How can we incorporate gender into our research and development approaches?

Participants at the ASEM gender in aquaculture training course, 2012 contemplate the basics. Source: Jariah Masud.

Participants at the ASEM gender in aquaculture training course, 2012 contemplate the basics. Source: Jariah Masud.

More development research institute leaders, researchers and project developers are aware of the importance of gender equality in programs and project activities. Some have made public commitments to action through their work. Often, however, these good intentions are thwarted by lack of knowledge and expertise on how to go about it. Of course, in an ideal world, the solution is to call in the experts, and this is still important. However, experts are much in demand and may not be readily accessible. How can you educate yourself about research and project development methods? One way is to learn from what the experts have written, of course!

This post highlights some condensed wisdom that has recently been published, plus provides links to some of our previous posts on gender research and development methods.  If you know of other handy materials, we would welcome learning of them, so that we can help share them with our readers

Standards for collecting sex-disaggregated data

Visit this site to download the document

This 6 page guide is an excellent condensation of the key points, highlighted in the list of “MUST HAVES FOR GENDER ANALYSIS.” It is published by IFPRI on behalf of the CGIAR Policies, Institutions and Markets research program.

  • Collect information about both men and women. Ask questions about specific individuals or groups and identify them by sex.
  • Collect information from men and women. This does not necessarily require interviewing men and women in the same household. Studies that fail to include male and female respondents will be subject to biases; the extent of the bias will depend on the knowledge and perceptions of the respondent(s).
  • All data collection methods must be context specific. Questions must be adapted to the context. Those collecting and analyzing the data need to understand gender roles and social dynamics. This knowledge must also guide the settings for interviews or focus groups.
  • Budget for the additional costs of collecting sex-disaggregated data.
  • Work with a gender expert early in the process to define the research question and methodology.
  • Researchers collecting data from human subjects must ensure that the participants have completed a confidentiality and consent agreement. While these requirements are important for all research, they are essential for gender analyses that address sensitive topics such as asset ownership and domestic violence.
  • Comparing male and female headed households is not gender analysis. Differences between these diverse household types cannot necessarily be attributed to the sex of the household head.

Value chain analysis and gender

This publication, Review of gender and value chain analysis, development and evaluation toolkits, from ILRI on behalf of the CGIAR research program on Livestock and Fish, is essentially a review of qualitative and quantitative tools found in workshop materials, manuals, guide books, handbooks, reports, research papers and toolkits themselves. It also gives sample rapid assessment tools for livestock and crop value chains.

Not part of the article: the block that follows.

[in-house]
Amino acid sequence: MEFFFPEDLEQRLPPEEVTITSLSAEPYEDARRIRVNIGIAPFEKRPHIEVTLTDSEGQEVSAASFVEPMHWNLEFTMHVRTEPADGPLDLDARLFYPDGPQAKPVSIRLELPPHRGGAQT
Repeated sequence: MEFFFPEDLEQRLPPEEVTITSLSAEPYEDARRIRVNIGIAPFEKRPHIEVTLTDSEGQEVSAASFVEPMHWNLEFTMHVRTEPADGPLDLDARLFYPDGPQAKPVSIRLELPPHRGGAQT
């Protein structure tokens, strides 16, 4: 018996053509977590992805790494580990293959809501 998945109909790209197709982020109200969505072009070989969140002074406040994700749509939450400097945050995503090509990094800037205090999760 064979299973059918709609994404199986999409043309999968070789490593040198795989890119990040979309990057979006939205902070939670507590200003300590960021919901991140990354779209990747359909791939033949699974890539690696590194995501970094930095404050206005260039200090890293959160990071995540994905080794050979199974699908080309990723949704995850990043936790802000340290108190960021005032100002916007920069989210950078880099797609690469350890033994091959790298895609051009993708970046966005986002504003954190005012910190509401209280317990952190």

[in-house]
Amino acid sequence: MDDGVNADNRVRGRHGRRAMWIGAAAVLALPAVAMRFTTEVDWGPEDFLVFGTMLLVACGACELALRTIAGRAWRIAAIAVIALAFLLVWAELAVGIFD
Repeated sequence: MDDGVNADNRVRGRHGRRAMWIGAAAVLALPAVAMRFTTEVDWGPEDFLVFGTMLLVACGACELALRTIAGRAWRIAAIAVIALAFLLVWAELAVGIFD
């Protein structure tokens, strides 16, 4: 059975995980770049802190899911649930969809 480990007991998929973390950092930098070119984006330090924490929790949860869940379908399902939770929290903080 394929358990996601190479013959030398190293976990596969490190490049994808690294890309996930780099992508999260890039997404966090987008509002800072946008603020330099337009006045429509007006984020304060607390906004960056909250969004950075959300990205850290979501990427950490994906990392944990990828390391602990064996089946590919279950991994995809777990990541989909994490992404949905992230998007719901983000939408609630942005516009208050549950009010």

Visit this site to download the publication

other resources from previous genderaquafish.org posts

We have posted in the past on a number of other research and project development resources. Here are their links.

1. From the FAO-Spain Regional Fisheries Livelhioods Programme

How to mainstream gender in small scale fisheries

RFLP Gender Mainstreaming manual

2. IFPRI on gender data in agriculture

Data needs for gender analysis in agriculture

One response to “How can we incorporate gender into our research and development approaches?

  1. “Collect information about [and from] both men and women …” Indeed, this is a subject that is often lost in gender research and on gender researchers. Because women generally tend to be at the disadvantaged side of things, it seems only natural to ask them about their situation. However, things are not always as clear. When the original wage gap was analysed there were couples enough, who’d probably have changed roles, however, any single man could not really change the fact that by virtue of his sex was earning more and that through that constellation family income would be greater (and thus their children less disadvantaged) than if they’d started the “gender revolution” from below. On another note I remember how in the Balkans many years ago a friend of mine watched women painting lamp posts while their men sat in a road-side cafe nearby watching. He started discussing the subject, more from an “isn’t that men’s work?” perspective until he was told that these were public works and they would go to the women as the women were on a lower pay scale. Things will only get anywhere if all stakeholders have their fair say in gender stories.

Leave a Reply

Fill in your details below or click an icon to log in:

WordPress.com Logo

You are commenting using your WordPress.com account. Log Out / Change )

Twitter picture

You are commenting using your Twitter account. Log Out / Change )

Facebook photo

You are commenting using your Facebook account. Log Out / Change )

Google+ photo

You are commenting using your Google+ account. Log Out / Change )

Connecting to %s